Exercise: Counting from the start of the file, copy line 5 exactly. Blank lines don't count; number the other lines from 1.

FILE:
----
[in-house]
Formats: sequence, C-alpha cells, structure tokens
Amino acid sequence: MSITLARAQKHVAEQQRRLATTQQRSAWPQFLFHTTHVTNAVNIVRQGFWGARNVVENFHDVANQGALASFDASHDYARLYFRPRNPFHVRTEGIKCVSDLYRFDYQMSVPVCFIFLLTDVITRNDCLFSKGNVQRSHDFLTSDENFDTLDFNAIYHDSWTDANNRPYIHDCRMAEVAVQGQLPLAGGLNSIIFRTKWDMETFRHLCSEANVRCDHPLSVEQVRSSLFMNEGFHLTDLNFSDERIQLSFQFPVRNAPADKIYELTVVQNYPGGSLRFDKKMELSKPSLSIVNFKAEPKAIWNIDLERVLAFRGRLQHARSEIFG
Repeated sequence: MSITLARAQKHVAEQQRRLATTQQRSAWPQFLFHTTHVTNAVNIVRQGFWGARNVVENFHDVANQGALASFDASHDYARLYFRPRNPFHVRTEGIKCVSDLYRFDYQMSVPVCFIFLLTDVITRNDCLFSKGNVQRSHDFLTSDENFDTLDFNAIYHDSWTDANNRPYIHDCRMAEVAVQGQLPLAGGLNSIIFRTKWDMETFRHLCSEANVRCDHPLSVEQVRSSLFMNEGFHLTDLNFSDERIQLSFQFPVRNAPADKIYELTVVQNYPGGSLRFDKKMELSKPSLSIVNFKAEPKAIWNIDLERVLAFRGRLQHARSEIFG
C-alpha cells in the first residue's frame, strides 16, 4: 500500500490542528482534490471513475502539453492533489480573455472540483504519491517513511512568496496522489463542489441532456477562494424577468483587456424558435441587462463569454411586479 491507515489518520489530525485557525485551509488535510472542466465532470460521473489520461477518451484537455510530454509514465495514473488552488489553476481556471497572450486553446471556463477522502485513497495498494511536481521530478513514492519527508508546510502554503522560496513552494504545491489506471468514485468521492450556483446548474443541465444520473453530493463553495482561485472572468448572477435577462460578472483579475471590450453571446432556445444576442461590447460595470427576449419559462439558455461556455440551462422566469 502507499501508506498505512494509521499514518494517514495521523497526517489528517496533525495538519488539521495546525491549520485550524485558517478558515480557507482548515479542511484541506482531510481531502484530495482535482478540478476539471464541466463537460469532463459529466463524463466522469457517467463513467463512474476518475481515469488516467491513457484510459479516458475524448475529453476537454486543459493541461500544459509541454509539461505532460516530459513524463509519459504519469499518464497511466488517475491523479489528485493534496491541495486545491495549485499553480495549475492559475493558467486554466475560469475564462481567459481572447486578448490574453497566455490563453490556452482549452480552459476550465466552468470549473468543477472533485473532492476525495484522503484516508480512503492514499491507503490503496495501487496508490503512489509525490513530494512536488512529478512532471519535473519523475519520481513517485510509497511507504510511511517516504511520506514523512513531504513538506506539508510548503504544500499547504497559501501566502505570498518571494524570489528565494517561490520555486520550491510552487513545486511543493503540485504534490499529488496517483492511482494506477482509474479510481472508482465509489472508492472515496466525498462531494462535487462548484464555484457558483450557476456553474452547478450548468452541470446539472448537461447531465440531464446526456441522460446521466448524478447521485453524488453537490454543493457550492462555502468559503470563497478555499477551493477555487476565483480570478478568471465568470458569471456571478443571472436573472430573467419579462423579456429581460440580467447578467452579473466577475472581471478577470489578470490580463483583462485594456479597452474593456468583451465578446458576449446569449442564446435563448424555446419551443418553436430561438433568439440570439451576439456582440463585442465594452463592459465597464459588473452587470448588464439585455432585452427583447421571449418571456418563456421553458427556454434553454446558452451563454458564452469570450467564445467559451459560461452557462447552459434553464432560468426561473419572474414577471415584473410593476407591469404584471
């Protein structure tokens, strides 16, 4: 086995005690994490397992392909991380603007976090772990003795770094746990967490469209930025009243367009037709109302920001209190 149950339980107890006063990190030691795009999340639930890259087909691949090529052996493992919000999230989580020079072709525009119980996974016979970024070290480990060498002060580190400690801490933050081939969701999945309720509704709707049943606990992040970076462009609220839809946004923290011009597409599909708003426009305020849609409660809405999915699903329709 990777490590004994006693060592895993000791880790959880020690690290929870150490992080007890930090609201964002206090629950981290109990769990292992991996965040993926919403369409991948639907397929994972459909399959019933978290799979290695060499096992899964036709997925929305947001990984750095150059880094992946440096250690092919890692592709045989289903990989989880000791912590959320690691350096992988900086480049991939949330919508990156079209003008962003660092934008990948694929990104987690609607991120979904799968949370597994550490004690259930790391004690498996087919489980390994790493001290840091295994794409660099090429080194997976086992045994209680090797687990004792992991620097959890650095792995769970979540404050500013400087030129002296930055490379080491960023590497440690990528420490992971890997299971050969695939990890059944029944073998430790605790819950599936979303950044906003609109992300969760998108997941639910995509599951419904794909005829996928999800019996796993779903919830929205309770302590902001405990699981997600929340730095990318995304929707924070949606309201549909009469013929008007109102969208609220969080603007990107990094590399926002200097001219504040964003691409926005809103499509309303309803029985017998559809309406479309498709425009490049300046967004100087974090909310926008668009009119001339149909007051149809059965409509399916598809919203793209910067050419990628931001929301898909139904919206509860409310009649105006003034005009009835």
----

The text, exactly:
C-alpha cells in the first residue's frame, strides 16, 4: 500500500490542528482534490471513475502539453492533489480573455472540483504519491517513511512568496496522489463542489441532456477562494424577468483587456424558435441587462463569454411586479 491507515489518520489530525485557525485551509488535510472542466465532470460521473489520461477518451484537455510530454509514465495514473488552488489553476481556471497572450486553446471556463477522502485513497495498494511536481521530478513514492519527508508546510502554503522560496513552494504545491489506471468514485468521492450556483446548474443541465444520473453530493463553495482561485472572468448572477435577462460578472483579475471590450453571446432556445444576442461590447460595470427576449419559462439558455461556455440551462422566469 502507499501508506498505512494509521499514518494517514495521523497526517489528517496533525495538519488539521495546525491549520485550524485558517478558515480557507482548515479542511484541506482531510481531502484530495482535482478540478476539471464541466463537460469532463459529466463524463466522469457517467463513467463512474476518475481515469488516467491513457484510459479516458475524448475529453476537454486543459493541461500544459509541454509539461505532460516530459513524463509519459504519469499518464497511466488517475491523479489528485493534496491541495486545491495549485499553480495549475492559475493558467486554466475560469475564462481567459481572447486578448490574453497566455490563453490556452482549452480552459476550465466552468470549473468543477472533485473532492476525495484522503484516508480512503492514499491507503490503496495501487496508490503512489509525490513530494512536488512529478512532471519535473519523475519520481513517485510509497511507504510511511517516504511520506514523512513531504513538506506539508510548503504544500499547504497559501501566502505570498518571494524570489528565494517561490520555486520550491510552487513545486511543493503540485504534490499529488496517483492511482494506477482509474479510481472508482465509489472508492472515496466525498462531494462535487462548484464555484457558483450557476456553474452547478450548468452541470446539472448537461447531465440531464446526456441522460446521466448524478447521485453524488453537490454543493457550492462555502468559503470563497478555499477551493477555487476565483480570478478568471465568470458569471456571478443571472436573472430573467419579462423579456429581460440580467447578467452579473466577475472581471478577470489578470490580463483583462485594456479597452474593456468583451465578446458576449446569449442564446435563448424555446419551443418553436430561438433568439440570439451576439456582440463585442465594452463592459465597464459588473452587470448588464439585455432585452427583447421571449418571456418563456421553458427556454434553454446558452451563454458564452469570450467564445467559451459560461452557462447552459434553464432560468426561473419572474414577471415584473410593476407591469404584471